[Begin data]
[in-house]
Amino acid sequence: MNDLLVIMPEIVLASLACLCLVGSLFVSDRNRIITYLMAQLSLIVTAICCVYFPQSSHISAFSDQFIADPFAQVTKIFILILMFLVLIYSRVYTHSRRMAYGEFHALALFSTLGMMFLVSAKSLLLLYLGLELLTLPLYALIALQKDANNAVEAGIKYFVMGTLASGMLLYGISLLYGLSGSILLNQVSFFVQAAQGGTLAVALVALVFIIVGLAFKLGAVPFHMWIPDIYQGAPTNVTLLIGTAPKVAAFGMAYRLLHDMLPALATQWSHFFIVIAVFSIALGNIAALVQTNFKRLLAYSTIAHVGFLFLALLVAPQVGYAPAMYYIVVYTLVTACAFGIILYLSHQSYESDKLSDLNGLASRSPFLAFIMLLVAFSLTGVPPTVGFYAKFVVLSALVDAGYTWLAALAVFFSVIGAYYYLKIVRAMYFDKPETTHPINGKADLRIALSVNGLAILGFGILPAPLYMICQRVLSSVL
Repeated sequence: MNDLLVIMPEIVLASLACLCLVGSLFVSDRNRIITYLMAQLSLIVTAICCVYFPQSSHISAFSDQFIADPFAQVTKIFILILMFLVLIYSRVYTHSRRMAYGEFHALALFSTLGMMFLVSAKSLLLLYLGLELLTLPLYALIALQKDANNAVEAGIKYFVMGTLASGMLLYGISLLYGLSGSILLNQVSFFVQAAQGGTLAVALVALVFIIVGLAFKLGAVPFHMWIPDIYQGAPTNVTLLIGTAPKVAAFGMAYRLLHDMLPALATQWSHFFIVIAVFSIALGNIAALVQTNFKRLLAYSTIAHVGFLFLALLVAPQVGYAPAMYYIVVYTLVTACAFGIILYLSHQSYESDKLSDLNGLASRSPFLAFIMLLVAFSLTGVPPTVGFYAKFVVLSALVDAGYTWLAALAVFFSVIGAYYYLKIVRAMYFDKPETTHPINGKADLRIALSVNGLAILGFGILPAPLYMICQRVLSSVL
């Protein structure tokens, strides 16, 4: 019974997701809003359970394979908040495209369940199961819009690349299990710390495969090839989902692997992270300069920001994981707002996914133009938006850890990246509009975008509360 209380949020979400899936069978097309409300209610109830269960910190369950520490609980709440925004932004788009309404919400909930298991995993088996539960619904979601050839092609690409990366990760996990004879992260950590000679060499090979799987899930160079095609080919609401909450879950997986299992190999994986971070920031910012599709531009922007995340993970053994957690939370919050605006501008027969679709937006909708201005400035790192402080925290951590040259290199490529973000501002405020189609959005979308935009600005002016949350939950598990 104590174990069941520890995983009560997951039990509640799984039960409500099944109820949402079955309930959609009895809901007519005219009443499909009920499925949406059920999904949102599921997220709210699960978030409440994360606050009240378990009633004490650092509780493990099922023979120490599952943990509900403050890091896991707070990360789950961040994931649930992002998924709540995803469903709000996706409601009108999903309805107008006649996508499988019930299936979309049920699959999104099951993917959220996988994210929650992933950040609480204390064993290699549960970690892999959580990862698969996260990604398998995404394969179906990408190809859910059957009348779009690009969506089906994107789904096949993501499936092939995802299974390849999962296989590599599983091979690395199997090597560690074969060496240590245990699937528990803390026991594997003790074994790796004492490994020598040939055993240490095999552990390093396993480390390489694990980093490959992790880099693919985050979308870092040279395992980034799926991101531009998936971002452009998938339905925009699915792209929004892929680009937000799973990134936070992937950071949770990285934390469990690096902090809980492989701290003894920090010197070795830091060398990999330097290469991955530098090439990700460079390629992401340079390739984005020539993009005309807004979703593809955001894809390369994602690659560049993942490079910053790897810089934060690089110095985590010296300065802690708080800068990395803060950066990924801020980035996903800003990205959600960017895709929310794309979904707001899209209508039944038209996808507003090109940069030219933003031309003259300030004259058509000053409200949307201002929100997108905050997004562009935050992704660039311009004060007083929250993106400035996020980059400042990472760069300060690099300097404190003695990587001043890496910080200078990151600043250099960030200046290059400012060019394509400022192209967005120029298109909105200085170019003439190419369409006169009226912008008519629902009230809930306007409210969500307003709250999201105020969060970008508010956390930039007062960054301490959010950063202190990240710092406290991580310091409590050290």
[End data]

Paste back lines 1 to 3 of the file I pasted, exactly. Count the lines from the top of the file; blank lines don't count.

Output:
[in-house]
Amino acid sequence: MNDLLVIMPEIVLASLACLCLVGSLFVSDRNRIITYLMAQLSLIVTAICCVYFPQSSHISAFSDQFIADPFAQVTKIFILILMFLVLIYSRVYTHSRRMAYGEFHALALFSTLGMMFLVSAKSLLLLYLGLELLTLPLYALIALQKDANNAVEAGIKYFVMGTLASGMLLYGISLLYGLSGSILLNQVSFFVQAAQGGTLAVALVALVFIIVGLAFKLGAVPFHMWIPDIYQGAPTNVTLLIGTAPKVAAFGMAYRLLHDMLPALATQWSHFFIVIAVFSIALGNIAALVQTNFKRLLAYSTIAHVGFLFLALLVAPQVGYAPAMYYIVVYTLVTACAFGIILYLSHQSYESDKLSDLNGLASRSPFLAFIMLLVAFSLTGVPPTVGFYAKFVVLSALVDAGYTWLAALAVFFSVIGAYYYLKIVRAMYFDKPETTHPINGKADLRIALSVNGLAILGFGILPAPLYMICQRVLSSVL
Repeated sequence: MNDLLVIMPEIVLASLACLCLVGSLFVSDRNRIITYLMAQLSLIVTAICCVYFPQSSHISAFSDQFIADPFAQVTKIFILILMFLVLIYSRVYTHSRRMAYGEFHALALFSTLGMMFLVSAKSLLLLYLGLELLTLPLYALIALQKDANNAVEAGIKYFVMGTLASGMLLYGISLLYGLSGSILLNQVSFFVQAAQGGTLAVALVALVFIIVGLAFKLGAVPFHMWIPDIYQGAPTNVTLLIGTAPKVAAFGMAYRLLHDMLPALATQWSHFFIVIAVFSIALGNIAALVQTNFKRLLAYSTIAHVGFLFLALLVAPQVGYAPAMYYIVVYTLVTACAFGIILYLSHQSYESDKLSDLNGLASRSPFLAFIMLLVAFSLTGVPPTVGFYAKFVVLSALVDAGYTWLAALAVFFSVIGAYYYLKIVRAMYFDKPETTHPINGKADLRIALSVNGLAILGFGILPAPLYMICQRVLSSVL